Course Hero. "The Scarlet Letter Study Guide." Course Hero. 28 July 2016. Web. 16 July 2018. <https://www.coursehero.com/lit/The-Scarlet-Letter/>.
Course Hero. (2016, July 28). The Scarlet Letter Study Guide. In Course Hero. Retrieved July 16, 2018, from https://www.coursehero.com/lit/The-Scarlet-Letter/
(Course Hero, 2016)
Course Hero. "The Scarlet Letter Study Guide." July 28, 2016. Accessed July 16, 2018. https://www.coursehero.com/lit/The-Scarlet-Letter/.
Course Hero, "The Scarlet Letter Study Guide," July 28, 2016, accessed July 16, 2018, https://www.coursehero.com/lit/The-Scarlet-Letter/.
Course Hero's video study guide provides in-depth summary and analysis of chapter 6 of Nathaniel Hawthorne's novel The Scarlet Letter.
Hawthorne reveals that Hester named her daughter Pearl because of the great price at which she was born. Pearl is beautiful but wild. Hester has so much trouble getting her daughter to follow the rules that she even wonders whether the child is human or "an airy sprite." While Hester submits to the scorn of others, Pearl throws violent tantrums. Hester has taught Pearl her catechism, so the child knows the basics of the Puritan religion.
This chapter explores the difficult and complex relationship between mother and daughter, the mixture of love, worry, and sense of responsibility that Hester feels. Hester dresses Pearl in finery, in part to indulge the girl and in part to thumb her nose at society. The narrator suggests that she dotes a bit on Pearl. While explaining that Puritan parents frequently administered "rebukes" and "the rod" to impose discipline and correct behavior, the narrator notes that Hester "ran little risk of erring on the side of undue severity." Pearl, born of passion, is passionate, and Hester recognizes herself in that quality, but she also fears that her daughter will develop "some of the very cloud-shapes of gloom and despondency" that she herself felt. When Pearl shows her temper, Hester clutches her to her breast "not so much from overflowing love, as to assure herself that Pearl was flesh and blood."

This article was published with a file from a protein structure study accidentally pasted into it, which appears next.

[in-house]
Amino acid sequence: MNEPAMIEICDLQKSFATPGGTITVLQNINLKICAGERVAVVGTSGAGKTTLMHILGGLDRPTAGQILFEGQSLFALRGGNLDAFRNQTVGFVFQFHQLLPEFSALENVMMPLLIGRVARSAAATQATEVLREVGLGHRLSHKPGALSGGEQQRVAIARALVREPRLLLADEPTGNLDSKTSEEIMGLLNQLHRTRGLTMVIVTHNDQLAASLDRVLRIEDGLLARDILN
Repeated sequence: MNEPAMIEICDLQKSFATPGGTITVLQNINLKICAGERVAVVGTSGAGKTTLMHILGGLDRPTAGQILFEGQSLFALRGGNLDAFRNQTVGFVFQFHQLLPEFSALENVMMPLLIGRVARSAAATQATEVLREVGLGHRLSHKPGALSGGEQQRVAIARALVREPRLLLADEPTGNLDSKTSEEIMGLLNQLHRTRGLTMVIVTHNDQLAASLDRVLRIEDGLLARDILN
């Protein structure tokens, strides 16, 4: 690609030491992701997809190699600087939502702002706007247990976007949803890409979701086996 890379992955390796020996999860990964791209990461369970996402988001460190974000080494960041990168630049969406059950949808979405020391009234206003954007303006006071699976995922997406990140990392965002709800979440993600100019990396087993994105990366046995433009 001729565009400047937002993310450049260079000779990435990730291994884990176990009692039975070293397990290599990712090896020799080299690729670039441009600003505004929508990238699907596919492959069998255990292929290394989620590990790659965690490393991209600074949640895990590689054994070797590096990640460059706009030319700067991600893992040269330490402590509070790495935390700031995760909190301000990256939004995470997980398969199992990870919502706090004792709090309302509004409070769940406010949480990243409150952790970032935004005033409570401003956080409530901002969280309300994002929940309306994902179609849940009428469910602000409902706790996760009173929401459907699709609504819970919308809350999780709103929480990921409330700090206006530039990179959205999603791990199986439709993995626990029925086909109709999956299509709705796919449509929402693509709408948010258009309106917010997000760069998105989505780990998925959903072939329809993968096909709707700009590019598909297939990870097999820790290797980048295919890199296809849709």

Like her mother, Pearl is an "outcast." She has no playmates, no child companions. In fact she shuns them: if any children approach her, she throws stones at them to chase them off. The narrator ascribes this attitude to anger at the scorn heaped on her and her mother. Mother and daughter have no one but each other.